by Ran Dian editors
translated from the Chinese by Daniel Ho
Shi Zhiying (b.1979; lives and works in Shanghai) is a painter known for her stark black-and-white paintings of rather uniform vistas — the wide, open sea, Zen sand gardens, blades of grass that occupy the viewer’s horizons. In her latest series, she takes inspiration from Italo Calvino’sMr. Palomar; these watercolors, along with large, meditative oil paintings, are being shown in her first solo show at James Cohan Shanghai.
Shi Zhiying has participated in group shows at various venues, including Art+Shanghai and White Rabbit, Sydney, while her solo shows include “From the Pacific Ocean to the high Seas” at UCCA, Beijing (2009), and “Paradise on Earth” at White Space Beijing (2010).
For her latest exhibition at James Cohan Gallery, Shi Zhiying talks to randian about her artistic process.
randian: Which artists and art works have influenced the development of your formal and intellectual style?
Shi Zhiying: Yan Peiming, Sugimoto Hiroshi, Ma Yuan (Song dynasty “realist” painter), Piña Bausch and many others and many traditional paintings from China.
randian: What is the relationship between your work and literature, particularly Italo Calvino?
Shi Zhiying: Italo Calvino is also a popular writer in China, because his Invisible Cities have some connection to China. As for choosing Palomar, it’s because that in the book, Mr. Palomar, Calvino talked about a Palomar experience, which could be Calvino, or could also be me, or else could be everyone and anyone. The world he experiences includes nature, urban living, the material basis demanded by life, and the reflection on the self. If we look from the macroscopic scale of a universe, then every person on earth is basically the same. This experience, for me, is also a common experience of humanity, and this question interests me a lot.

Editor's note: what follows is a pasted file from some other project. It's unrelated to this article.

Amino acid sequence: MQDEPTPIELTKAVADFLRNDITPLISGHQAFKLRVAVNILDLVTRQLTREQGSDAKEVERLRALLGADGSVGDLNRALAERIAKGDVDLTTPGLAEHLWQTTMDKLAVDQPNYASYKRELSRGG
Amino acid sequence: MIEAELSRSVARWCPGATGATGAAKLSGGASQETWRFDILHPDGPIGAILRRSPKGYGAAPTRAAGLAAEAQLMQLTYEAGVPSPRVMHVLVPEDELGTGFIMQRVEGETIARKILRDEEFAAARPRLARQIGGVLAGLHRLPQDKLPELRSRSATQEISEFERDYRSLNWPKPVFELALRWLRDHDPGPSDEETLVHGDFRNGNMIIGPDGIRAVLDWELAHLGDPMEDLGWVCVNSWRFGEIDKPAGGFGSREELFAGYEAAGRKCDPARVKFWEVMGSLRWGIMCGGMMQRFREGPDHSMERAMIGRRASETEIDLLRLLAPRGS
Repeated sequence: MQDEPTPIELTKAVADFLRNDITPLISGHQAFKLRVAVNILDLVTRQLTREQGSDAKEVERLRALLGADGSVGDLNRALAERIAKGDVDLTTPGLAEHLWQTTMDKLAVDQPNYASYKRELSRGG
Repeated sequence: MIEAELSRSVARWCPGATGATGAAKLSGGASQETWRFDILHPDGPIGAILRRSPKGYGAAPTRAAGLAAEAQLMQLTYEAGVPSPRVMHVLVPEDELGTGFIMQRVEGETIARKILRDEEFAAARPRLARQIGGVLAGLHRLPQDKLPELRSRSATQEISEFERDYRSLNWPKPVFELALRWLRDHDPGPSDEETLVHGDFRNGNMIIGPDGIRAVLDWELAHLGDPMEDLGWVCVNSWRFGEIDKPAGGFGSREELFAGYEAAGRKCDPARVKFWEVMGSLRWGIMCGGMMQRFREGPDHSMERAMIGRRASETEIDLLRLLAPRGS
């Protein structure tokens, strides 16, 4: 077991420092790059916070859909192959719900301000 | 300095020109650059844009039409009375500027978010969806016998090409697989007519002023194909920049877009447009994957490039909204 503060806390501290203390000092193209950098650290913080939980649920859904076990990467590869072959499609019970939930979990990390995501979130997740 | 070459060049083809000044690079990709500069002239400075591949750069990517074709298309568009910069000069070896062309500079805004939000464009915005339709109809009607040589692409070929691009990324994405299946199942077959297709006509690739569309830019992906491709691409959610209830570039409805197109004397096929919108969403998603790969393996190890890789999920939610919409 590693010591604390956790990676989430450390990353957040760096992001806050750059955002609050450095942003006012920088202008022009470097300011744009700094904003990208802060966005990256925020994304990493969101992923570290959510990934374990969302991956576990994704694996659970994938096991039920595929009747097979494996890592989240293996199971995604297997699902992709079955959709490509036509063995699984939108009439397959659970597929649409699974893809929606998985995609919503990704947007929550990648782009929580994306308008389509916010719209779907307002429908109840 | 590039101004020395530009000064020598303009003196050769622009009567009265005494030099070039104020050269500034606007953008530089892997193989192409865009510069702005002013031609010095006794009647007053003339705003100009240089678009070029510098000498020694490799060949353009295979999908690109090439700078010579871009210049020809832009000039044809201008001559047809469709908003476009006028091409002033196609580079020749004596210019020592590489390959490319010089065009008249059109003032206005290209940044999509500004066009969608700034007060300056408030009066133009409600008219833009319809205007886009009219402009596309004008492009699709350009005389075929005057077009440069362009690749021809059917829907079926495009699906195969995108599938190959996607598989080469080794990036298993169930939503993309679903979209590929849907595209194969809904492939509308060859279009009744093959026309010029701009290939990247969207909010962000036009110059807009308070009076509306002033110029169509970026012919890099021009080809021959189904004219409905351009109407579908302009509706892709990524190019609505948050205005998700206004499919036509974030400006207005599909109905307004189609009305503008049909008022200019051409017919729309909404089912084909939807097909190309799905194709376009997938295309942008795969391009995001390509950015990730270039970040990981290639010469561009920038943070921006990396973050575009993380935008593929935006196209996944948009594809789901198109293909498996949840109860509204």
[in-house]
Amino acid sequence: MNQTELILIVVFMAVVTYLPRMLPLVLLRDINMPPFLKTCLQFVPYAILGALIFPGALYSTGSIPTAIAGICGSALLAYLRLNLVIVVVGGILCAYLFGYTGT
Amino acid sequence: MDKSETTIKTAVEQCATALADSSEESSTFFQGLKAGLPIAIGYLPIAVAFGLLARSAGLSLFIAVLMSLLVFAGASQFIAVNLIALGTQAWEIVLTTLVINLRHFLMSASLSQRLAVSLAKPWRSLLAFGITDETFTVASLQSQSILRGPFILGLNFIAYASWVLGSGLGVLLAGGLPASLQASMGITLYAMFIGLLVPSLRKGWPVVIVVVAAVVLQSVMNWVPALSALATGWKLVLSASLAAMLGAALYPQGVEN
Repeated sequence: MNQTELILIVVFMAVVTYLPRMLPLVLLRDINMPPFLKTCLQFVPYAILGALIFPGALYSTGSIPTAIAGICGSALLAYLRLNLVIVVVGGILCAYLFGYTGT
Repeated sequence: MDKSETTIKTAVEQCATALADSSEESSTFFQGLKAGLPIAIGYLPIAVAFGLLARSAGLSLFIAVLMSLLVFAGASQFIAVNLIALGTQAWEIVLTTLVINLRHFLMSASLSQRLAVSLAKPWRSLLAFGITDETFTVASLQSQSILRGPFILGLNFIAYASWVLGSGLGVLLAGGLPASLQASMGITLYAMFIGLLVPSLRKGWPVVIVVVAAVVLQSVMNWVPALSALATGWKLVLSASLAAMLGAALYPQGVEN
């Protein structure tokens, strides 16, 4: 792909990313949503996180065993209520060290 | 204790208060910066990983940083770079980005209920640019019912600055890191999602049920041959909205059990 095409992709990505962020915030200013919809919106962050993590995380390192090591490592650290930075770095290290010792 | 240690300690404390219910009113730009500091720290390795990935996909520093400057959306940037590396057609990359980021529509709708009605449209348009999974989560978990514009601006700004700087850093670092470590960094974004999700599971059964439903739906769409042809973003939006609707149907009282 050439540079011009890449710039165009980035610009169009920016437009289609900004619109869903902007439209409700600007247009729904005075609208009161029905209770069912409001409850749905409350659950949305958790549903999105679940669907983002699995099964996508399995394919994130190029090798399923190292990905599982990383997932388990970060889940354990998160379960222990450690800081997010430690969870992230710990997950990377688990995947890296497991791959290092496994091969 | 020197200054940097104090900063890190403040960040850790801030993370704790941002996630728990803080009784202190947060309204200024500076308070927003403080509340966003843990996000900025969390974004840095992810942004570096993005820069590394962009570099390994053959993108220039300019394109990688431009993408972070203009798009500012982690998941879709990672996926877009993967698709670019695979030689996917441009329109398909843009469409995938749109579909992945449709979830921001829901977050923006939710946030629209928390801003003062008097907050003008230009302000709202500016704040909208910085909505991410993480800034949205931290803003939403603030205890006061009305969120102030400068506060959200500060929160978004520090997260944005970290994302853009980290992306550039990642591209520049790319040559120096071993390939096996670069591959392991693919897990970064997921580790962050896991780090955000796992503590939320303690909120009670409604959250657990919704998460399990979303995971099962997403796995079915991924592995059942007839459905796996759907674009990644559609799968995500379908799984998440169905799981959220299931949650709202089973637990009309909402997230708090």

randian: What role does time play in your works?
Shi Zhiying: I am fascinated by the “eternal.” Some things haven’t changed from the distant past all the way to the present and the future. They are something which everyone possesses.
randian: You’ve expanded the personal scale of a small drawing into large tableaux, how would you describe the change in the substance of the image?
Shi Zhiying: Size was not something I organized in a conscious way. It was something I arranged according to the content of the painting.
randian: Why do you work only in black and white?
Shi Zhiying: 1. Sometimes, black and white allows for greater imaginative space.
2. It is said that infants see the world in black and white until the age of three months old. So which in fact is more real?
3. In traditional Chinese ink painting there is an idea that “ink can create the five colors.” When ink is manipulated in the right way, it can be quite rich.